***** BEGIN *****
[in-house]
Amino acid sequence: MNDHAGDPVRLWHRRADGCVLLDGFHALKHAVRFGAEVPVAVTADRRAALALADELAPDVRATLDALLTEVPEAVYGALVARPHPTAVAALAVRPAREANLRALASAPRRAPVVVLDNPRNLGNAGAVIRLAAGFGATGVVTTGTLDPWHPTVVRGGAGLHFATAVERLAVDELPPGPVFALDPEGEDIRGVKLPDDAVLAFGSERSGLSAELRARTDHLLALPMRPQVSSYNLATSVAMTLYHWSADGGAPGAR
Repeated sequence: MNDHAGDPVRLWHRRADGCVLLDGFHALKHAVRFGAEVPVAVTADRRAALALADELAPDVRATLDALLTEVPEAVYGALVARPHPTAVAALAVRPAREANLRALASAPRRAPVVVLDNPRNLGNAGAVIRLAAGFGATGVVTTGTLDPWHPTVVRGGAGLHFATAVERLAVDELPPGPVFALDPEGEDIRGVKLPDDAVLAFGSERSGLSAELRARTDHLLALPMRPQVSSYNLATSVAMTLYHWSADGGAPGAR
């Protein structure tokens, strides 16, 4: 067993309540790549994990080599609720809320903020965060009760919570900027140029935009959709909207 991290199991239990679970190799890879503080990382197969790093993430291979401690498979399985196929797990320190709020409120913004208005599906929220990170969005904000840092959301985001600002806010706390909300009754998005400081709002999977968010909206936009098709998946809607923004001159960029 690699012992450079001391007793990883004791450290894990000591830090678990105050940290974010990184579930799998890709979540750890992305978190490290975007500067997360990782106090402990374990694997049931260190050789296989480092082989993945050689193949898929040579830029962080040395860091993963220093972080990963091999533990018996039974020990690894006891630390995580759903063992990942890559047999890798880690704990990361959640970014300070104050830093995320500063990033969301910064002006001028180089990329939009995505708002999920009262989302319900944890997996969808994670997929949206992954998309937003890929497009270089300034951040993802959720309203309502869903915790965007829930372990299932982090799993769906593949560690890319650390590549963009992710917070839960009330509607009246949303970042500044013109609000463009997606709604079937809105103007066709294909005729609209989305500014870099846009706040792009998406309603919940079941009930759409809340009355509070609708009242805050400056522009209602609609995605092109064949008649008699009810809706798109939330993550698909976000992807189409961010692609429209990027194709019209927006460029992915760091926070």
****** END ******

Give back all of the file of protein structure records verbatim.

[in-house]
Amino acid sequence: MNDHAGDPVRLWHRRADGCVLLDGFHALKHAVRFGAEVPVAVTADRRAALALADELAPDVRATLDALLTEVPEAVYGALVARPHPTAVAALAVRPAREANLRALASAPRRAPVVVLDNPRNLGNAGAVIRLAAGFGATGVVTTGTLDPWHPTVVRGGAGLHFATAVERLAVDELPPGPVFALDPEGEDIRGVKLPDDAVLAFGSERSGLSAELRARTDHLLALPMRPQVSSYNLATSVAMTLYHWSADGGAPGAR
Repeated sequence: MNDHAGDPVRLWHRRADGCVLLDGFHALKHAVRFGAEVPVAVTADRRAALALADELAPDVRATLDALLTEVPEAVYGALVARPHPTAVAALAVRPAREANLRALASAPRRAPVVVLDNPRNLGNAGAVIRLAAGFGATGVVTTGTLDPWHPTVVRGGAGLHFATAVERLAVDELPPGPVFALDPEGEDIRGVKLPDDAVLAFGSERSGLSAELRARTDHLLALPMRPQVSSYNLATSVAMTLYHWSADGGAPGAR
């Protein structure tokens, strides 16, 4: 067993309540790549994990080599609720809320903020965060009760919570900027140029935009959709909207 991290199991239990679970190799890879503080990382197969790093993430291979401690498979399985196929797990320190709020409120913004208005599906929220990170969005904000840092959301985001600002806010706390909300009754998005400081709002999977968010909206936009098709998946809607923004001159960029 690699012992450079001391007793990883004791450290894990000591830090678990105050940290974010990184579930799998890709979540750890992305978190490290975007500067997360990782106090402990374990694997049931260190050789296989480092082989993945050689193949898929040579830029962080040395860091993963220093972080990963091999533990018996039974020990690894006891630390995580759903063992990942890559047999890798880690704990990361959640970014300070104050830093995320500063990033969301910064002006001028180089990329939009995505708002999920009262989302319900944890997996969808994670997929949206992954998309937003890929497009270089300034951040993802959720309203309502869903915790965007829930372990299932982090799993769906593949560690890319650390590549963009992710917070839960009330509607009246949303970042500044013109609000463009997606709604079937809105103007066709294909005729609209989305500014870099846009706040792009998406309603919940079941009930759409809340009355509070609708009242805050400056522009209602609609995605092109064949008649008699009810809706798109939330993550698909976000992807189409961010692609429209990027194709019209927006460029992915760091926070």